Turkey criticizes Interpol for declining to issue Red Notices for Gülen followers

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AFP PHOTO / ROSLAN RAHMAN

Turkey has criticized Interpol for its decision not to issue Red Notices for members of the faith-based Gülen movement, according to the Hürriyet Daily News, adding that the move will damage the founding purpose of the international police organization.

Ankara accuses the Gülen movement of orchestrating a 2016 coup attempt, although it strongly denies any involvement.

“… [N]ot issuing a red notice for some FETÖ terrorists would inflict damage on the fight against terrorism at the global level as well as the founding purpose of Interpol,” Turkey’s top security body said at a bimonthly meeting late Tuesday.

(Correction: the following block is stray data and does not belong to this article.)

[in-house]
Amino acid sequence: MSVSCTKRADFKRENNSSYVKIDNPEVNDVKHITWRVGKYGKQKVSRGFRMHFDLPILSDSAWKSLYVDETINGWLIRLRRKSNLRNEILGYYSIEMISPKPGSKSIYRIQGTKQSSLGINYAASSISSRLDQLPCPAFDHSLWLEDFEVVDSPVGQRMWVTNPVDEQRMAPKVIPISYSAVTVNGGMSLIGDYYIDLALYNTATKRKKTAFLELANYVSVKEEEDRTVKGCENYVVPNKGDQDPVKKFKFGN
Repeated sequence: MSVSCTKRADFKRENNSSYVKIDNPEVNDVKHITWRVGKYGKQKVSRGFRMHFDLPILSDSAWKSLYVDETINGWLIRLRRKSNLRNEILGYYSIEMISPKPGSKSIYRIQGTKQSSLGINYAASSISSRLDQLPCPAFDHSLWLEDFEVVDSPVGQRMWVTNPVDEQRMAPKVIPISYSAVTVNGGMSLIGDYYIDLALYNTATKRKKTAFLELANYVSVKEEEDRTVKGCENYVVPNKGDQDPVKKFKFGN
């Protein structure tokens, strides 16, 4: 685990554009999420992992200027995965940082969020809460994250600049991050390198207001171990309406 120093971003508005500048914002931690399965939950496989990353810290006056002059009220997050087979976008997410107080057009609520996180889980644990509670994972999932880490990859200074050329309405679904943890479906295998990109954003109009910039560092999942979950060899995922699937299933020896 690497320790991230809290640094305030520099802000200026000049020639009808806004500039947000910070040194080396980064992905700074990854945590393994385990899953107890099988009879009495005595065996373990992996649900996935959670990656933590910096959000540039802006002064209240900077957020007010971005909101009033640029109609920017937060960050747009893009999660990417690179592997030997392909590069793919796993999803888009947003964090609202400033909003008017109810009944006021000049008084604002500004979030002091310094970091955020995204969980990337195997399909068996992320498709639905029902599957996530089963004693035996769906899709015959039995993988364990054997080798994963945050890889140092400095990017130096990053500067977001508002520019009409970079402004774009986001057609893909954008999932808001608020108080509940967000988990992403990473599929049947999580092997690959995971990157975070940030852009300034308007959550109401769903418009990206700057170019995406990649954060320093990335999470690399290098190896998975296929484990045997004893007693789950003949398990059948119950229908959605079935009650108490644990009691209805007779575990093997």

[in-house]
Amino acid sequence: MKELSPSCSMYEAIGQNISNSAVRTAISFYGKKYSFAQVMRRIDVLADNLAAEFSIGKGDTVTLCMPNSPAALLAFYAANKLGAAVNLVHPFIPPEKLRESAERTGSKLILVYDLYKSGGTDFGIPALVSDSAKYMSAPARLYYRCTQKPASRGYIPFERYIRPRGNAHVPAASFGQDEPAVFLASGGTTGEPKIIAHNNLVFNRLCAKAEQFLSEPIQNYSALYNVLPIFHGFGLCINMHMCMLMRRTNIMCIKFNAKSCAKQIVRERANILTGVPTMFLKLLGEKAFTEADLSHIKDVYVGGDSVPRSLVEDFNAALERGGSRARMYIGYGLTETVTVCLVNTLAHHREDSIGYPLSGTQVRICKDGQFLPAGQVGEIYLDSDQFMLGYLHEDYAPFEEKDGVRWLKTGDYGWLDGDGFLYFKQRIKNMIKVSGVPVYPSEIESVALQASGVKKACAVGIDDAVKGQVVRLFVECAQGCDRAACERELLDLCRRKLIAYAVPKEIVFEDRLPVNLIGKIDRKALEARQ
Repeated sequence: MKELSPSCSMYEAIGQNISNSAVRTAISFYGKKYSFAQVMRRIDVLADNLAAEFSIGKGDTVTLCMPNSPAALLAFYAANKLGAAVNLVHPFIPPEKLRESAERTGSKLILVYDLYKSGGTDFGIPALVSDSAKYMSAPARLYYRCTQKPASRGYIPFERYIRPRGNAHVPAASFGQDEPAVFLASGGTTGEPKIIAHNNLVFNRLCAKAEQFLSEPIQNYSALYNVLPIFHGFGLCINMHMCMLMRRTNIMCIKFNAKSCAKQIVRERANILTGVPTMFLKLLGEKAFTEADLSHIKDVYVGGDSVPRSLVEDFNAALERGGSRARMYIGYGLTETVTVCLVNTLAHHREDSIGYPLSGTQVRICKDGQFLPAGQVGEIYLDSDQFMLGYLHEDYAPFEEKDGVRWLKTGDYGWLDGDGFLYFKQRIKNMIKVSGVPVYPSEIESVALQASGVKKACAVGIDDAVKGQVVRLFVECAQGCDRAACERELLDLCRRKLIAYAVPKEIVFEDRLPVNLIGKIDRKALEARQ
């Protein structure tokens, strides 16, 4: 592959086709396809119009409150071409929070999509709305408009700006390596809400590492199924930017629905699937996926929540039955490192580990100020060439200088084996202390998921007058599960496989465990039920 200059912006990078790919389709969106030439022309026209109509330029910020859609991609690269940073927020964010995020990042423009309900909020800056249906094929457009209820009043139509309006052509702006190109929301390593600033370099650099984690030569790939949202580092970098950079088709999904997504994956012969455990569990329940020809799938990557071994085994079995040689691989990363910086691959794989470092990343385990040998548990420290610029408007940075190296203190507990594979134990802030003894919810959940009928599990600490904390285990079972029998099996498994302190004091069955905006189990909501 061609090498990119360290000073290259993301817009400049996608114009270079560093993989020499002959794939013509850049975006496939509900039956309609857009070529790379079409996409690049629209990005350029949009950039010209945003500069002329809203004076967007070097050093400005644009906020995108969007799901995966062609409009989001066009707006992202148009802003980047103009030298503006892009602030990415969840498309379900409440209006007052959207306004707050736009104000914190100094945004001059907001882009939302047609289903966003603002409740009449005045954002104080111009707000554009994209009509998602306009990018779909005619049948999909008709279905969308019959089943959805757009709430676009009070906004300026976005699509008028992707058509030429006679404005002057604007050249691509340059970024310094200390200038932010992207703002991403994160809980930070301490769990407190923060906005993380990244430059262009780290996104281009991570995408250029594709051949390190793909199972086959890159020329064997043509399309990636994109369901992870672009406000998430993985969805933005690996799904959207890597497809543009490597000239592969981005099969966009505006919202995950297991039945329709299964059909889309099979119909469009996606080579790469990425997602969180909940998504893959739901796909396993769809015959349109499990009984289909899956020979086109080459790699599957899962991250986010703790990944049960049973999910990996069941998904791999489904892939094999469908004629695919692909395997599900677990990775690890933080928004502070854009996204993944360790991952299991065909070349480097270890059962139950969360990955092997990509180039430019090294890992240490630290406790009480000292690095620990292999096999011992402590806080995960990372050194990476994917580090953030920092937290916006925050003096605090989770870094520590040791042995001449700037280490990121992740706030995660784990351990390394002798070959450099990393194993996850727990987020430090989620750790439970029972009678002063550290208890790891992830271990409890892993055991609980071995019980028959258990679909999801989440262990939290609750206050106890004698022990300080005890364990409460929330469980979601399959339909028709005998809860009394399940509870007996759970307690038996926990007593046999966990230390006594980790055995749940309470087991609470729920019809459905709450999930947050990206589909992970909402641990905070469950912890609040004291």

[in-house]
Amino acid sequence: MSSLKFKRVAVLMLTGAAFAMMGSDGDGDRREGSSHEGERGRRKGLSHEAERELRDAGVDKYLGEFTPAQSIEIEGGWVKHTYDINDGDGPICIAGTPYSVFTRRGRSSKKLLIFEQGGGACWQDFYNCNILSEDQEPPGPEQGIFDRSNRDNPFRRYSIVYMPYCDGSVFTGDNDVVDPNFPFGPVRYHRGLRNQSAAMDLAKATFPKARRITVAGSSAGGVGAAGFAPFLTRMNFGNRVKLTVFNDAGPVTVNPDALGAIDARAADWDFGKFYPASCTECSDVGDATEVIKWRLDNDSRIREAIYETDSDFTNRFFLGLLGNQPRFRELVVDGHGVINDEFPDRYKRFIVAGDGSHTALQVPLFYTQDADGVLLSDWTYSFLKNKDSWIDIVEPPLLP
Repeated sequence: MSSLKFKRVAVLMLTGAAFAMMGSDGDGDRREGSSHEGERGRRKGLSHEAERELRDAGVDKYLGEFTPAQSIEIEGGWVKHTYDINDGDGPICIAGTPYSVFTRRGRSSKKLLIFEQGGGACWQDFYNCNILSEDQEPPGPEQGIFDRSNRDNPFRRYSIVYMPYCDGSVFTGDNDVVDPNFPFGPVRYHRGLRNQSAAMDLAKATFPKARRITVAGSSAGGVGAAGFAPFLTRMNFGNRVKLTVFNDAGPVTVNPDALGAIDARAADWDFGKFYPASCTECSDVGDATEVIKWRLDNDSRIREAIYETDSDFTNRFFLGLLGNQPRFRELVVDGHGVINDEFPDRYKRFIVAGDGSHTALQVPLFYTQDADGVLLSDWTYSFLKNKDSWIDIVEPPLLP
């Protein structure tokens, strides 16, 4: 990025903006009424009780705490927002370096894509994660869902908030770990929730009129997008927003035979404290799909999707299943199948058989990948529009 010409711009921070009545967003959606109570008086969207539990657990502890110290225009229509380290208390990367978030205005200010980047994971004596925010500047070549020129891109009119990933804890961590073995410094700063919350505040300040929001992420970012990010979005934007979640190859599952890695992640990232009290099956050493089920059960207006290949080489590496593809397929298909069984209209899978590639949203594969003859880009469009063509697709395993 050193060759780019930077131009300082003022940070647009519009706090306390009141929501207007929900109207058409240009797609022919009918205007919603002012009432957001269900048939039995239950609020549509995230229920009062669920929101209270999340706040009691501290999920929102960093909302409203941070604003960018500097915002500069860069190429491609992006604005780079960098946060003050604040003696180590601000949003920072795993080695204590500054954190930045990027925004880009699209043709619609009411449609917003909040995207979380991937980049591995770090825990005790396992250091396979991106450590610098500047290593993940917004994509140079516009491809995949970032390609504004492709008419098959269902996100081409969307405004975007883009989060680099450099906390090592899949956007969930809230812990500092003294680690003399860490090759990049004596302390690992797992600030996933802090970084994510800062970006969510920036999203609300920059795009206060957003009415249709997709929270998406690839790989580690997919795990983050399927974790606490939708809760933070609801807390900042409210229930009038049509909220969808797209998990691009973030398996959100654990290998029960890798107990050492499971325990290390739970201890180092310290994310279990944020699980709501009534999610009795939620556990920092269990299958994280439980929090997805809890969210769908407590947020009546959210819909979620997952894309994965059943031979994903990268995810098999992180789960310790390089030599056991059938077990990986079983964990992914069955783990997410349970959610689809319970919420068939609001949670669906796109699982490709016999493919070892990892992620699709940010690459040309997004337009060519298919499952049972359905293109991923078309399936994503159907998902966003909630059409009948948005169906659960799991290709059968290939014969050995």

FETÖ is a derogatory term coined by the Turkish government to refer to the Gülen movement.

The National Security Council (MGK) held a six-hour meeting under the leadership of President Recep Tayyip Erdoğan and with the participation of top civilian and military officials during which all security and foreign issues were deliberated.

Turkey has long been pushing Interpol and other countries to cooperate in its fight against Gülen followers who fled the country before or after the July 2016 failed coup.

Western countries do not regard the Gülen movement as a terrorist organization and argue that the evidence provided by Turkey on the members of the organization is far from convincing.

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